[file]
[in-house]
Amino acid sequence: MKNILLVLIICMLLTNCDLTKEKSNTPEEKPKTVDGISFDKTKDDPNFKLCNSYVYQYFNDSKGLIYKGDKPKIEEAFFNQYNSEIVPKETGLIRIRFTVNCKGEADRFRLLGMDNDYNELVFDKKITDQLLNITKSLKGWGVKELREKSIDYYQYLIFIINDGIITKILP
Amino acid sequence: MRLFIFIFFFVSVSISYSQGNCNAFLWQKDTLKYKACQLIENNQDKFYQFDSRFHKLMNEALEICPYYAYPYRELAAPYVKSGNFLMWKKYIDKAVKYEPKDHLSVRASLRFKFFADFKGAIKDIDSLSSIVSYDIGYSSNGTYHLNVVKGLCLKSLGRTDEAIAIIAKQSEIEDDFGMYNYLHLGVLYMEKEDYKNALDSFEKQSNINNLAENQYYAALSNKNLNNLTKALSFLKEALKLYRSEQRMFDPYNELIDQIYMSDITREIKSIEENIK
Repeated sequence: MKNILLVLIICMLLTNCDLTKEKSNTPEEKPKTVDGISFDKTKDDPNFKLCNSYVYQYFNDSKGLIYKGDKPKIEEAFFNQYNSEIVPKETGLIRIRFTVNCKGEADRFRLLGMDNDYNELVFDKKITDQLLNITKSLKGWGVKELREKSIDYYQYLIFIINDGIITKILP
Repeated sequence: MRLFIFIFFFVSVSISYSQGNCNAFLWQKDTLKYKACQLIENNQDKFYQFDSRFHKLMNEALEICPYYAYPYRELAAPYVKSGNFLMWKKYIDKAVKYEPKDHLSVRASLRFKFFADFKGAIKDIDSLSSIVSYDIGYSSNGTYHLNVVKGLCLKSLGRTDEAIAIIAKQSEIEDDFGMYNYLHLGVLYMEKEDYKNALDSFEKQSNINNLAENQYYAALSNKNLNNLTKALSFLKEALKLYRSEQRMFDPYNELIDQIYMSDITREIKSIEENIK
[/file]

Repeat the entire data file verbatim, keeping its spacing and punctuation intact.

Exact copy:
[in-house]
Amino acid sequence: MKNILLVLIICMLLTNCDLTKEKSNTPEEKPKTVDGISFDKTKDDPNFKLCNSYVYQYFNDSKGLIYKGDKPKIEEAFFNQYNSEIVPKETGLIRIRFTVNCKGEADRFRLLGMDNDYNELVFDKKITDQLLNITKSLKGWGVKELREKSIDYYQYLIFIINDGIITKILP
Amino acid sequence: MRLFIFIFFFVSVSISYSQGNCNAFLWQKDTLKYKACQLIENNQDKFYQFDSRFHKLMNEALEICPYYAYPYRELAAPYVKSGNFLMWKKYIDKAVKYEPKDHLSVRASLRFKFFADFKGAIKDIDSLSSIVSYDIGYSSNGTYHLNVVKGLCLKSLGRTDEAIAIIAKQSEIEDDFGMYNYLHLGVLYMEKEDYKNALDSFEKQSNINNLAENQYYAALSNKNLNNLTKALSFLKEALKLYRSEQRMFDPYNELIDQIYMSDITREIKSIEENIK
Repeated sequence: MKNILLVLIICMLLTNCDLTKEKSNTPEEKPKTVDGISFDKTKDDPNFKLCNSYVYQYFNDSKGLIYKGDKPKIEEAFFNQYNSEIVPKETGLIRIRFTVNCKGEADRFRLLGMDNDYNELVFDKKITDQLLNITKSLKGWGVKELREKSIDYYQYLIFIINDGIITKILP
Repeated sequence: MRLFIFIFFFVSVSISYSQGNCNAFLWQKDTLKYKACQLIENNQDKFYQFDSRFHKLMNEALEICPYYAYPYRELAAPYVKSGNFLMWKKYIDKAVKYEPKDHLSVRASLRFKFFADFKGAIKDIDSLSSIVSYDIGYSSNGTYHLNVVKGLCLKSLGRTDEAIAIIAKQSEIEDDFGMYNYLHLGVLYMEKEDYKNALDSFEKQSNINNLAENQYYAALSNKNLNNLTKALSFLKEALKLYRSEQRMFDPYNELIDQIYMSDITREIKSIEENIK